A modern reinterpretation of traditional Korean crafts has been showcased in Milan, Italy. The “Constancy & Change in Korean Traditional Craft 2014″ exhibition has taken place at the Triennale di Milano, a design museum, over six days started April 8. This is the second such exhibition since a similar event was held in the same venue on 2013. It has featured 174 pieces of metal, mother-of-pearl, textile, ceramic and hanji, traditional handmade mulberry tree paper, crafted by 21 master artisans.
Last year’s exhibition was much bigger than 2013’s and covers more refined and at the same time broader themes. The five different types of traditional crafts has demonstrated simple and minimalistic beauty created with the use of traditional and environmentally friendly materials.
174 metal, mother-of-pearl, ceramic, textile and hanji crafts has been shown.
In ceramics, Lee Kang-hyo’s buncheong ware, a grayish blue powdered celadon, and Lee Gee-jo’s white porcelain has been displayed. Buncheong ware and white porcelain may look unrefined at first glance, but give a feeling of antiqueness and humbleness. Buncheong ware features geometrical shapes, while white porcelain boasts stylish and structural beauty. Lee Kang-hyo’s works are on the theme of nature. Natural elements, such as water and wind, are expressed in his works.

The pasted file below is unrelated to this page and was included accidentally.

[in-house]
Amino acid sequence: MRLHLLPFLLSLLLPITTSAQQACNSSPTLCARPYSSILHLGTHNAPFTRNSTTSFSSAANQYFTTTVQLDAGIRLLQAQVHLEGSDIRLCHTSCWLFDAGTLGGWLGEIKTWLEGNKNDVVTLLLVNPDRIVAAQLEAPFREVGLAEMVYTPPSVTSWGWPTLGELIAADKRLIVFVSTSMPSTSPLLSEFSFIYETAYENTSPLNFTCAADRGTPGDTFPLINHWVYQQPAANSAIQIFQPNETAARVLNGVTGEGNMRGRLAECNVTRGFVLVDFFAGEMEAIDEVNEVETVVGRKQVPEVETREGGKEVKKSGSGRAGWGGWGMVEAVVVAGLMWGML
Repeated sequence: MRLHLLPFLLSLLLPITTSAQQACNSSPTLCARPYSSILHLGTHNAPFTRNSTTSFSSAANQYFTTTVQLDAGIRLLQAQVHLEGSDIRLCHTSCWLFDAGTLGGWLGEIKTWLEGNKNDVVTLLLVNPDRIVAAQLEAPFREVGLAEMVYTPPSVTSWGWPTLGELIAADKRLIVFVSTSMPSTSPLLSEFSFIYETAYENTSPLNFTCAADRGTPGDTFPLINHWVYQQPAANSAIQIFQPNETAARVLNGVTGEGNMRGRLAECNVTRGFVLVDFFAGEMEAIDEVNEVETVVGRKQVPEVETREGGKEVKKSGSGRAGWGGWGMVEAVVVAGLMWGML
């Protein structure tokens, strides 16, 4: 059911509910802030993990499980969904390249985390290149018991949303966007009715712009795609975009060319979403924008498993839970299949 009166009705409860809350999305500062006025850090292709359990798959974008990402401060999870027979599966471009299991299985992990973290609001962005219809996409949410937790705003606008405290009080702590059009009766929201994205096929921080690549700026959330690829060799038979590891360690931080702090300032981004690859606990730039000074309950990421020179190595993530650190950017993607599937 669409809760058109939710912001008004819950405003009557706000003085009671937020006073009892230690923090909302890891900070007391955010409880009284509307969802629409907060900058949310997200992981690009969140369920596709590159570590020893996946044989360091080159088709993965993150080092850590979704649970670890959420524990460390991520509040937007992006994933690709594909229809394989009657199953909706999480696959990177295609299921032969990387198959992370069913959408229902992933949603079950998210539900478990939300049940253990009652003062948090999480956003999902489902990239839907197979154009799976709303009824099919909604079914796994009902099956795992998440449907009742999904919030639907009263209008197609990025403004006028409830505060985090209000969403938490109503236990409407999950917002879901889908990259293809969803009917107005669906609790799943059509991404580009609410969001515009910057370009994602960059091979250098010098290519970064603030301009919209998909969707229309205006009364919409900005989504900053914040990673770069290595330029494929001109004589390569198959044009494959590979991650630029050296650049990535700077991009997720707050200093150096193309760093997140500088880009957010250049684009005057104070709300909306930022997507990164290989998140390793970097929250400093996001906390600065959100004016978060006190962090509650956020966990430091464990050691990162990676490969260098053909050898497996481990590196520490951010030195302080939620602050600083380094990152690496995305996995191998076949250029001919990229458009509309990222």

In the hanji exhibition, a range of wood and hanji paper chests were on display. These hanji-plastered three-tier chests have the entire surface, except for the beams of the frame, plastered with two layers of hanji. The paper is also applied to the edges of the doors. The hanji-plastered chests with lamps installed on the inside are an attempt to apply the traditional concept of bringing furniture, hanji and light together. The chests display the soft touch and milky color of hanji, and projects the silhouettes of the items inside the chest. The hanji chests were originally used as cupboards, designed to store food, due to their well ventilated structure. The wooden frames were made by Park Myeong-bae and the hanji work was done by Han Kyung-hwa.
There were also hanji paper-string crafts on display, a technique known as jiseung. The paper-string bowls and paper-string baskets and containers made by Kang Seong-hi show the versatility of traditional mulberry paper. Paper-string weaving is an art of time. It takes time for the mulberry tree to grow and it takes a long time, too, to go through the whole process of cutting down the tree until, ultimately, producing, threading and weaving the sheets of paper.
In the textile exhibition, nine craftsmen, including Kim Hyo-jung, has presented the “Hansan Ramie Patchwork Wrapper.” Patchwork wrappers, jogakbo, made of fabric scraps, were widely used by commoners during Joseon times. A total of 100 large and small patchwork wrappers has been shown in the exhibition hall. Jogakbo, made either by hand or with a sewing machine, are patchwork wrappers created with fine needlework. The finely sewn patchwork leaves little spaces between the stitches. In order to create a contrast in color and shape, thick brown ramie cloth, washed brown ramie cloth and bleached white ramie cloth were all used together.